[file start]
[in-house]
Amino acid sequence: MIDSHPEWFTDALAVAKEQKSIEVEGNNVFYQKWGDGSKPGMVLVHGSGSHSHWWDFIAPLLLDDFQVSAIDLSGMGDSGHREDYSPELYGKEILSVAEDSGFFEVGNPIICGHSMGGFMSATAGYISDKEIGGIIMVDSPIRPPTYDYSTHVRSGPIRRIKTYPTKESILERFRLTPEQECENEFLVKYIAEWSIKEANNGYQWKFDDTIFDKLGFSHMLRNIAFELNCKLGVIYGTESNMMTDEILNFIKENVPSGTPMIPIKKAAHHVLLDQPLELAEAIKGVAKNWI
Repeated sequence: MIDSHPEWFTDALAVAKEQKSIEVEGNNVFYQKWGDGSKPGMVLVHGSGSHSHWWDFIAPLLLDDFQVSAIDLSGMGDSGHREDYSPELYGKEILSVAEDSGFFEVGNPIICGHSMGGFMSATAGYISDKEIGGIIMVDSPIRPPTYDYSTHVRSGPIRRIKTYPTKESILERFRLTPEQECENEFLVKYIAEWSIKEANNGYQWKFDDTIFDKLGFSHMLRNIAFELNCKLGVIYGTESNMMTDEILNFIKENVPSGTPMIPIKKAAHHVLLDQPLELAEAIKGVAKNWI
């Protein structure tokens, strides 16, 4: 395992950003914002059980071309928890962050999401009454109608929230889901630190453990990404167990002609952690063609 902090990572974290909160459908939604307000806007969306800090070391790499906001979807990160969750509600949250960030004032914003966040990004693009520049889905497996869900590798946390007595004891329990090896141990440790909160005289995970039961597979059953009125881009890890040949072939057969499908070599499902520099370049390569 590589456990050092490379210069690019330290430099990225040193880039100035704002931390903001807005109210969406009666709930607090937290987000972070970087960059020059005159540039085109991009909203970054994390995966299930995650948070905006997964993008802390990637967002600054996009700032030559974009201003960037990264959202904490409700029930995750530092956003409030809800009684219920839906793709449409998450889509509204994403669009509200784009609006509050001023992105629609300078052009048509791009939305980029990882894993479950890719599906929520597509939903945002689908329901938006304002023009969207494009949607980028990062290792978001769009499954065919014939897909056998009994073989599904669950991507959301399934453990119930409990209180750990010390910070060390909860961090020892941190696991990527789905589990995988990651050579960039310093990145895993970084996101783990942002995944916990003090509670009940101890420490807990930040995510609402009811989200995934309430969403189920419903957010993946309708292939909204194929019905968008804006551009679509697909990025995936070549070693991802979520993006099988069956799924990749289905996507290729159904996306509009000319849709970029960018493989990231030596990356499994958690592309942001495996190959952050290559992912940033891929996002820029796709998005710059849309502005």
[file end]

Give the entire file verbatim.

[in-house]
Amino acid sequence: MIDSHPEWFTDALAVAKEQKSIEVEGNNVFYQKWGDGSKPGMVLVHGSGSHSHWWDFIAPLLLDDFQVSAIDLSGMGDSGHREDYSPELYGKEILSVAEDSGFFEVGNPIICGHSMGGFMSATAGYISDKEIGGIIMVDSPIRPPTYDYSTHVRSGPIRRIKTYPTKESILERFRLTPEQECENEFLVKYIAEWSIKEANNGYQWKFDDTIFDKLGFSHMLRNIAFELNCKLGVIYGTESNMMTDEILNFIKENVPSGTPMIPIKKAAHHVLLDQPLELAEAIKGVAKNWI
Repeated sequence: MIDSHPEWFTDALAVAKEQKSIEVEGNNVFYQKWGDGSKPGMVLVHGSGSHSHWWDFIAPLLLDDFQVSAIDLSGMGDSGHREDYSPELYGKEILSVAEDSGFFEVGNPIICGHSMGGFMSATAGYISDKEIGGIIMVDSPIRPPTYDYSTHVRSGPIRRIKTYPTKESILERFRLTPEQECENEFLVKYIAEWSIKEANNGYQWKFDDTIFDKLGFSHMLRNIAFELNCKLGVIYGTESNMMTDEILNFIKENVPSGTPMIPIKKAAHHVLLDQPLELAEAIKGVAKNWI
């Protein structure tokens, strides 16, 4: 395992950003914002059980071309928890962050999401009454109608929230889901630190453990990404167990002609952690063609 902090990572974290909160459908939604307000806007969306800090070391790499906001979807990160969750509600949250960030004032914003966040990004693009520049889905497996869900590798946390007595004891329990090896141990440790909160005289995970039961597979059953009125881009890890040949072939057969499908070599499902520099370049390569 590589456990050092490379210069690019330290430099990225040193880039100035704002931390903001807005109210969406009666709930607090937290987000972070970087960059020059005159540039085109991009909203970054994390995966299930995650948070905006997964993008802390990637967002600054996009700032030559974009201003960037990264959202904490409700029930995750530092956003409030809800009684219920839906793709449409998450889509509204994403669009509200784009609006509050001023992105629609300078052009048509791009939305980029990882894993479950890719599906929520597509939903945002689908329901938006304002023009969207494009949607980028990062290792978001769009499954065919014939897909056998009994073989599904669950991507959301399934453990119930409990209180750990010390910070060390909860961090020892941190696991990527789905589990995988990651050579960039310093990145895993970084996101783990942002995944916990003090509670009940101890420490807990930040995510609402009811989200995934309430969403189920419903957010993946309708292939909204194929019905968008804006551009679509697909990025995936070549070693991802979520993006099988069956799924990749289905996507290729159904996306509009000319849709970029960018493989990231030596990356499994958690592309942001495996190959952050290559992912940033891929996002820029796709998005710059849309502005």